the forum

26 January, 2007

To respond to the unanswered questions below, or to ask a reader's advice, simply e-mail:

oln.info@william-reed.co.u

k

Q At our shop we find wine and food matching a slightly fatuous subject and have taken to offering silly advice such as "this wine really works with yoghurt". Are we disgracing our profession or does anyone else feel that wine and food pairing is a load of baloney?

A If you want a reputation as an unhelpful and rather stupid ­retailer, you seem to be on the right track . ­Offering some friendly and sound advice is one of the unique selling points your shop should cultivate in the fight against the multiples. If you don't feel ­qualified to offer an expert opinion, that's ­something you could try to put right by getting some education and actually tasting your wines.

Mary, North Yorks

A I have some lovely Riesling that will go beautifully with your baloney.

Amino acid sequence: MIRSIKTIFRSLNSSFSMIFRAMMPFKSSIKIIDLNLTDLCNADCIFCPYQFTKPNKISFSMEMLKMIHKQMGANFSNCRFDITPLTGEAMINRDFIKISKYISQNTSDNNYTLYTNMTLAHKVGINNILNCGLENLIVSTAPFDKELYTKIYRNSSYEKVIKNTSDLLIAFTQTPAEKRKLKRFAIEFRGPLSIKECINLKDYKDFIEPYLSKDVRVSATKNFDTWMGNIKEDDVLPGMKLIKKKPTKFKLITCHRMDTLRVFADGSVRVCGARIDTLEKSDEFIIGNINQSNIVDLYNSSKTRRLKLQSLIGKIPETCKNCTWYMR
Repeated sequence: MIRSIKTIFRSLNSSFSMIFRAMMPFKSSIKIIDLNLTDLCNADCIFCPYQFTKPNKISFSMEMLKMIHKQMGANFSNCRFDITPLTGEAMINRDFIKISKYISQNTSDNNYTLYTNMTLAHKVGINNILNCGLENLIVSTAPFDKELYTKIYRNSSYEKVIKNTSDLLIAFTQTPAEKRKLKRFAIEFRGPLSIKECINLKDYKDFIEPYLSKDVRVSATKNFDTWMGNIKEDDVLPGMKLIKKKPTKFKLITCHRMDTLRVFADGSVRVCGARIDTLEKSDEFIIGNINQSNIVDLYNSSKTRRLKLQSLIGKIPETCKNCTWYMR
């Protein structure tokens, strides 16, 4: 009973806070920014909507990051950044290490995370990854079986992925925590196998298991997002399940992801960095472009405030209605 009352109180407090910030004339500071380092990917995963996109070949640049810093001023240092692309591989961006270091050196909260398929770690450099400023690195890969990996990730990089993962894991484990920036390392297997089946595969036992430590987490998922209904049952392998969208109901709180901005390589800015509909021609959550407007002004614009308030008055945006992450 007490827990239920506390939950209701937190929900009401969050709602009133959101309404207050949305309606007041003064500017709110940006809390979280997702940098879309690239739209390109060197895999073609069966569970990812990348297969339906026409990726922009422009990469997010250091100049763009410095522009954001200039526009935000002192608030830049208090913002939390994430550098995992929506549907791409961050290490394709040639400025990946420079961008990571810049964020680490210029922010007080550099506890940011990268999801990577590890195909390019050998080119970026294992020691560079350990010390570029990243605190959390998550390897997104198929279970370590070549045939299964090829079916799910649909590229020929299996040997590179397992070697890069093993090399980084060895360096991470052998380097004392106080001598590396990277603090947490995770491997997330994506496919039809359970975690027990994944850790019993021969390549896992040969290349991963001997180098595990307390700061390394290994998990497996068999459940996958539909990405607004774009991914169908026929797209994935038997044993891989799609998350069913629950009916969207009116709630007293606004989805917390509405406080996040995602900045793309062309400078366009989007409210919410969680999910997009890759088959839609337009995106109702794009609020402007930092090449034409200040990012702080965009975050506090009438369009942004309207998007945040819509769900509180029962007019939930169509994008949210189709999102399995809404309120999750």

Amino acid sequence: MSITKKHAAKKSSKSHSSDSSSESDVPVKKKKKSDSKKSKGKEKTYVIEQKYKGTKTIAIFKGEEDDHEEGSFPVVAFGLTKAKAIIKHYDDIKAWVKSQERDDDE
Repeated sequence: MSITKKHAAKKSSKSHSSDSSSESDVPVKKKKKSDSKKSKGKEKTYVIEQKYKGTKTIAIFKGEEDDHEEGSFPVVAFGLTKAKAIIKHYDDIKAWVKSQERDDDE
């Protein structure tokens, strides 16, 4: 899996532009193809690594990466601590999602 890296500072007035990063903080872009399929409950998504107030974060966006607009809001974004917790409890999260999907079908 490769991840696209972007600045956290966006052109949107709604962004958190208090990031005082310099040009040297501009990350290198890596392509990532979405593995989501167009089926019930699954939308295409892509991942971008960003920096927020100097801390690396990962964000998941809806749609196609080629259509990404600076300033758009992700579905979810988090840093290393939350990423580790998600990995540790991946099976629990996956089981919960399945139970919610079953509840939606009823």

Kath, Staffs

Q Do cobwebs and dust add ­atmosphere to a fine wine fixture? Some of my customers expressed bewilderment when I took the Dyson to my shelves recently.

A I certainly dust the cobwebs off my bottles but it's true that customers quite enjoy a bit of rustic squalor when buying finer wines. We have a tiny cellar with some rickety steps and slightly damp walls. The wooden shelves are all wonky and you can't stand upright if you're more than 5ft 10in. But it seems to add to the appeal and turns the ­experience into an adventure.

HJ, London

Q Is it true that gin makes some people depressed and tearful? Why should this be the case?

Kath, Staffs

Q Would it make more sense, in these environmentally ­conscious times, to sell wine from bulk containers and ask customers to bring in their own bottles?

David, North Wales

Q I can't bear to miss Celebrity Big Brother. Do I need a special licence to watch TV in the shop?

Lucy, Kent




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Lifting the spirits

I were to sum up alcohol sales over Christmas 2017 in one word, it would be “gin”. At Nielsen, we define the Christmas period as the 12 weeks to December 30 and in that time gin sales were £199.4 million, which means they increased by £55.4 million compared with Christmas 2016. There’s no sign the bubble is about to burst either. Growth at Christmas 2016 was £22.4 million, so gin has increased its value growth nearly two-and-a-half times in a year. The spirit added more value to
total a

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